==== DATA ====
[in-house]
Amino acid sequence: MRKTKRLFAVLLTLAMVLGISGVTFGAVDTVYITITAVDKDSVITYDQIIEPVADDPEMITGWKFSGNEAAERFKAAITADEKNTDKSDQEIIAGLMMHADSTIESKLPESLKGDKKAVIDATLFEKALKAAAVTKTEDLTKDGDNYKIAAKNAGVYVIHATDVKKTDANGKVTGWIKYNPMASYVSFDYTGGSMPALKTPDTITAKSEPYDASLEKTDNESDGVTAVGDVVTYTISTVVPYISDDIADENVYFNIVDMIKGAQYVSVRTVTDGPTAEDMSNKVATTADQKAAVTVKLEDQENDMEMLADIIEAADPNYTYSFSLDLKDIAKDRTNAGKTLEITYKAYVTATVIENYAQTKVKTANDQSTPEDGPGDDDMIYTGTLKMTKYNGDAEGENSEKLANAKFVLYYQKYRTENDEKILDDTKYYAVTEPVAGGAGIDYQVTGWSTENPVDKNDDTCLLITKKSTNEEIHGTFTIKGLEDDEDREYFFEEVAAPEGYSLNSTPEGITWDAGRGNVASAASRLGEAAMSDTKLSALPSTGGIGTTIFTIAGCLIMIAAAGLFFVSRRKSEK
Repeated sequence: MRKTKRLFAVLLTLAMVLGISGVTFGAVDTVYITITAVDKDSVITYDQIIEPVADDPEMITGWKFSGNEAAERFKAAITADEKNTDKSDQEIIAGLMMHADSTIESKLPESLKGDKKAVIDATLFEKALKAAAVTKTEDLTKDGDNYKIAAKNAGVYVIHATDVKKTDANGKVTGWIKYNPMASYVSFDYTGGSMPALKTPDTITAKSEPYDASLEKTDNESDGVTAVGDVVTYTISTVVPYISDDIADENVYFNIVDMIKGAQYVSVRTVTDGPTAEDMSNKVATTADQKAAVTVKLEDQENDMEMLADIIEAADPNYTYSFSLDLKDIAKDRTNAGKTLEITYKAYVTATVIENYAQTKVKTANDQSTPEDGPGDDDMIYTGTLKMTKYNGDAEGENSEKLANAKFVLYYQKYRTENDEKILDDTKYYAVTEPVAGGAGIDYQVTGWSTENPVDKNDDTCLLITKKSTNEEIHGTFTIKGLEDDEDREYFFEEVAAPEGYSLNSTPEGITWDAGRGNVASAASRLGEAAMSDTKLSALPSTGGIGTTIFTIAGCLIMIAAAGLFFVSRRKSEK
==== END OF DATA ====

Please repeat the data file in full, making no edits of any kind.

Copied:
[in-house]
Amino acid sequence: MRKTKRLFAVLLTLAMVLGISGVTFGAVDTVYITITAVDKDSVITYDQIIEPVADDPEMITGWKFSGNEAAERFKAAITADEKNTDKSDQEIIAGLMMHADSTIESKLPESLKGDKKAVIDATLFEKALKAAAVTKTEDLTKDGDNYKIAAKNAGVYVIHATDVKKTDANGKVTGWIKYNPMASYVSFDYTGGSMPALKTPDTITAKSEPYDASLEKTDNESDGVTAVGDVVTYTISTVVPYISDDIADENVYFNIVDMIKGAQYVSVRTVTDGPTAEDMSNKVATTADQKAAVTVKLEDQENDMEMLADIIEAADPNYTYSFSLDLKDIAKDRTNAGKTLEITYKAYVTATVIENYAQTKVKTANDQSTPEDGPGDDDMIYTGTLKMTKYNGDAEGENSEKLANAKFVLYYQKYRTENDEKILDDTKYYAVTEPVAGGAGIDYQVTGWSTENPVDKNDDTCLLITKKSTNEEIHGTFTIKGLEDDEDREYFFEEVAAPEGYSLNSTPEGITWDAGRGNVASAASRLGEAAMSDTKLSALPSTGGIGTTIFTIAGCLIMIAAAGLFFVSRRKSEK
Repeated sequence: MRKTKRLFAVLLTLAMVLGISGVTFGAVDTVYITITAVDKDSVITYDQIIEPVADDPEMITGWKFSGNEAAERFKAAITADEKNTDKSDQEIIAGLMMHADSTIESKLPESLKGDKKAVIDATLFEKALKAAAVTKTEDLTKDGDNYKIAAKNAGVYVIHATDVKKTDANGKVTGWIKYNPMASYVSFDYTGGSMPALKTPDTITAKSEPYDASLEKTDNESDGVTAVGDVVTYTISTVVPYISDDIADENVYFNIVDMIKGAQYVSVRTVTDGPTAEDMSNKVATTADQKAAVTVKLEDQENDMEMLADIIEAADPNYTYSFSLDLKDIAKDRTNAGKTLEITYKAYVTATVIENYAQTKVKTANDQSTPEDGPGDDDMIYTGTLKMTKYNGDAEGENSEKLANAKFVLYYQKYRTENDEKILDDTKYYAVTEPVAGGAGIDYQVTGWSTENPVDKNDDTCLLITKKSTNEEIHGTFTIKGLEDDEDREYFFEEVAAPEGYSLNSTPEGITWDAGRGNVASAASRLGEAAMSDTKLSALPSTGGIGTTIFTIAGCLIMIAAAGLFFVSRRKSEK